Today’s dust on Communion for the likes of President Joe Biden and Speaker Nancy Pelosi is the latest revival of a 48-year-old argument that began with Roe vs. Wade. deerIsabelle’s permissive abortion license has created a deeply embarrassing problem for Catholics who describe themselves as “progressive.” There is nothing progressive about allowing the intentional killing of unborn human life. The early Church Fathers rightly characterized abortion as a form of homicide, and while other serious issues like racial equality, immigration, poverty, and health care clearly demand our attention, none of them alone or all of them together can balance or negate the inequity of condoning a regime of systematic killings of innocent human beings. To argue (as some do) that the child in utero is not a full person, and therefore not entitled to the protection of the law, is, as Dietrich Bonhoeffer suggested decades ago in his Ethics, a particularly lewd form of self-deception.

The Democratic Party now operates as an abortion industry franchise, with abortion rights as a new kind of sacrament. To say that does not excuse the many examples of insensitivity and hypocrisy – their name is Legion – that can easily be found within the Republican ranks. But what now sets self-proclaimed Catholic public figures like President Biden and Speaker Pelosi apart is not just their surrender to the abortion lobby, but their enthusiastic adherence to its policies. For this, there is no precedent.

Or maybe not quite. Like Randall Smith noted recently, many prominent American Catholics in the 1800s, including clergy and some bishops, defended slavery or owned slaves themselves, despite centuries of vigorous papal attacks on the evil of slavery. It is therefore ironic that the American and Roman roles today seem to be reversed. Most U.S. bishops seek a strong, faithful, and unified conference statement on eucharistic coherence in the face of an entrenched abortion regime. It is the Cardinal of Rome Luis Ladaria who now advises a more patient approach on the question of Communion and politicians, with more dialogue and discussion – as if this strategy had not already been tried and failed, repeatedly, over the past four decades. There’s a reason Nancy Pelosi was “satisfied” (her word) with CDF Prefect Ladaria’s recent letter to USCCB President Archbishop Jose Gomez. This can only provide her with cover, assuming she even cares about such details. The letter also clarifies what Rome can really mean by this ambiguous word “synodality”.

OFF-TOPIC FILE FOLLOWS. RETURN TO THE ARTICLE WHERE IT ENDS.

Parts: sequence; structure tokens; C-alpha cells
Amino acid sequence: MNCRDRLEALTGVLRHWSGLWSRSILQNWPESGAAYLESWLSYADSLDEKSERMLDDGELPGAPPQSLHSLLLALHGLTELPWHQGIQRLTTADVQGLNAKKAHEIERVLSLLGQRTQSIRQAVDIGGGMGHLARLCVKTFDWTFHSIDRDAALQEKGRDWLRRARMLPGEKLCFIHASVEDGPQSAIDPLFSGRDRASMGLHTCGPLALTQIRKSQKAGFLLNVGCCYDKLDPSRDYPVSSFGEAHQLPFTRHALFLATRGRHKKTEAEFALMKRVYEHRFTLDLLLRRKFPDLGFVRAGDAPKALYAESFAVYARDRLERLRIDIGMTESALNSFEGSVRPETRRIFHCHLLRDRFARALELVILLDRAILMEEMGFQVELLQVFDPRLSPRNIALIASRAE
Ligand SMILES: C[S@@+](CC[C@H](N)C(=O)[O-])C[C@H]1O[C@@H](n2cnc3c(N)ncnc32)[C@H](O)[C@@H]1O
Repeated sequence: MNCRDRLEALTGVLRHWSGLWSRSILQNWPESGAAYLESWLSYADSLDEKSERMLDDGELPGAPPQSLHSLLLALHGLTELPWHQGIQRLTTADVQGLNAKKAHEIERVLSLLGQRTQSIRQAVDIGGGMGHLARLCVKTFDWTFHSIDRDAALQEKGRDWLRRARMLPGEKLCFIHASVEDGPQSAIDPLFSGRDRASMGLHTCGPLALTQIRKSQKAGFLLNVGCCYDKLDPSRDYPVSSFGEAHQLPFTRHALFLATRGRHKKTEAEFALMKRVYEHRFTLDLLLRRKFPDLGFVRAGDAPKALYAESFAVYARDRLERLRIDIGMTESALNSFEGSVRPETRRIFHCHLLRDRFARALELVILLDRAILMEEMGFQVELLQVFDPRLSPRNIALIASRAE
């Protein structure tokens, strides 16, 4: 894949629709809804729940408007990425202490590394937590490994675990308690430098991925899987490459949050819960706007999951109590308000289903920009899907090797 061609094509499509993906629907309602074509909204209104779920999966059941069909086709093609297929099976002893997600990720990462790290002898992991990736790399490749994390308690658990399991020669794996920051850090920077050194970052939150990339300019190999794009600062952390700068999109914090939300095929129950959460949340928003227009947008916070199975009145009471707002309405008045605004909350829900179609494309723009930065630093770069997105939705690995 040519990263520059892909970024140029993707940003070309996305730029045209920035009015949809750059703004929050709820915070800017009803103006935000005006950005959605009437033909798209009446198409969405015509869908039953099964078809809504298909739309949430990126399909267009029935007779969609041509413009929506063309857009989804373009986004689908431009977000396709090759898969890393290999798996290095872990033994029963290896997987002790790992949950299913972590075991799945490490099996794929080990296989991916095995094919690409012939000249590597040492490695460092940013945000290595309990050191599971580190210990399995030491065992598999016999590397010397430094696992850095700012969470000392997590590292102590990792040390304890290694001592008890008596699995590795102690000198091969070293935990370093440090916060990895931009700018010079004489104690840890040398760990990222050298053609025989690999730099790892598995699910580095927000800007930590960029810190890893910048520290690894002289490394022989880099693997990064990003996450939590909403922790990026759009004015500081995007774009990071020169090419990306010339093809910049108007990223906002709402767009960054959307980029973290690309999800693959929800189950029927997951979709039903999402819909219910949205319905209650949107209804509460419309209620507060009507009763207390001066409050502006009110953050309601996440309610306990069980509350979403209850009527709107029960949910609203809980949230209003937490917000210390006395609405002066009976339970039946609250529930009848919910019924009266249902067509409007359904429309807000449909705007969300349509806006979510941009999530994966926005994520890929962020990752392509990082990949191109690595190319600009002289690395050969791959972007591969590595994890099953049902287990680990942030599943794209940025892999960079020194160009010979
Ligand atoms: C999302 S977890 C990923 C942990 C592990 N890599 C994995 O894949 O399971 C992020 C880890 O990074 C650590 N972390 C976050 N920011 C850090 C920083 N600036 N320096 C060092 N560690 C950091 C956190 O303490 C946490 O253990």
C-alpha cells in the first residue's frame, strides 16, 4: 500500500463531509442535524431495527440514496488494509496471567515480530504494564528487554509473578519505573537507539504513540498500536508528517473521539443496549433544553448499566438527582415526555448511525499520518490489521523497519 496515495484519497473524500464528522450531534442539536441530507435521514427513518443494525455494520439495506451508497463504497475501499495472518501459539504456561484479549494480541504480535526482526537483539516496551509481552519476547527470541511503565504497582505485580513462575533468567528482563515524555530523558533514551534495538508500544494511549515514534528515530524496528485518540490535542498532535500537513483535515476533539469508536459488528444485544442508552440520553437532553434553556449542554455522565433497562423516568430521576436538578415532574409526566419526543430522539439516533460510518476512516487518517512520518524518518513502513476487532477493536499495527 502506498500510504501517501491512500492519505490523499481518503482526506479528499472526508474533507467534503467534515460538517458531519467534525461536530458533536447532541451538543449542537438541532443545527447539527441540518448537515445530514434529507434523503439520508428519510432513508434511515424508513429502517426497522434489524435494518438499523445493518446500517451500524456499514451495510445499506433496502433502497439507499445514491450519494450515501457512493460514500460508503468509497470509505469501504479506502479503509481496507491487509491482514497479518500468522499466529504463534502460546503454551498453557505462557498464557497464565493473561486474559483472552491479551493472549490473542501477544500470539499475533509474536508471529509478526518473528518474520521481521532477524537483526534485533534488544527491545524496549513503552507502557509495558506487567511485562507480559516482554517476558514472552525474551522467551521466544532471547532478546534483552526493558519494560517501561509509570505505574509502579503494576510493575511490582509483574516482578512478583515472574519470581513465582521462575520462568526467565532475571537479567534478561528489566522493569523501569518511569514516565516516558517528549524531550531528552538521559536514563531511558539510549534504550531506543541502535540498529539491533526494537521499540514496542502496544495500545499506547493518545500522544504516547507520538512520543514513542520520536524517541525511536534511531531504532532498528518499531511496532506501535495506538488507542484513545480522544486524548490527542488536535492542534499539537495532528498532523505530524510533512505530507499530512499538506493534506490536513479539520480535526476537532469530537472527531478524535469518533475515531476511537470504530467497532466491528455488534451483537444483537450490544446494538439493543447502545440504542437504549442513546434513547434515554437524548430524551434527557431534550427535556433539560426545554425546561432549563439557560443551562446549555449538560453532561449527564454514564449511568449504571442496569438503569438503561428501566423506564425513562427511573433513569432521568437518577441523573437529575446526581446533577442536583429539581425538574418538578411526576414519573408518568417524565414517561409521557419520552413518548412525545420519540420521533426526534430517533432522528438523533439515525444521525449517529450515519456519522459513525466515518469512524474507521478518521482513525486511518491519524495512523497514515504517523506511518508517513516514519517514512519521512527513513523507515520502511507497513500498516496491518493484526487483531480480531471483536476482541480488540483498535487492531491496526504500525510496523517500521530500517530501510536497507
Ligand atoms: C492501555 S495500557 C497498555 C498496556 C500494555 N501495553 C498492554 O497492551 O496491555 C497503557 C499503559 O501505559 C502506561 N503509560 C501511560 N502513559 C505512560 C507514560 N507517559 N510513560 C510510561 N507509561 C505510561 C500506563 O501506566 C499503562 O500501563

I guess the lesson here is that all of us who call ourselves “Catholics” could do with a lot more of the good kind of mess. We already have too much of the other type.

Charles J. Chaput, OFM Cap., is Archbishop Emeritus of Philadelphia and the most recent author of Things Worth Dying for: Reflections on a Life Worth Living.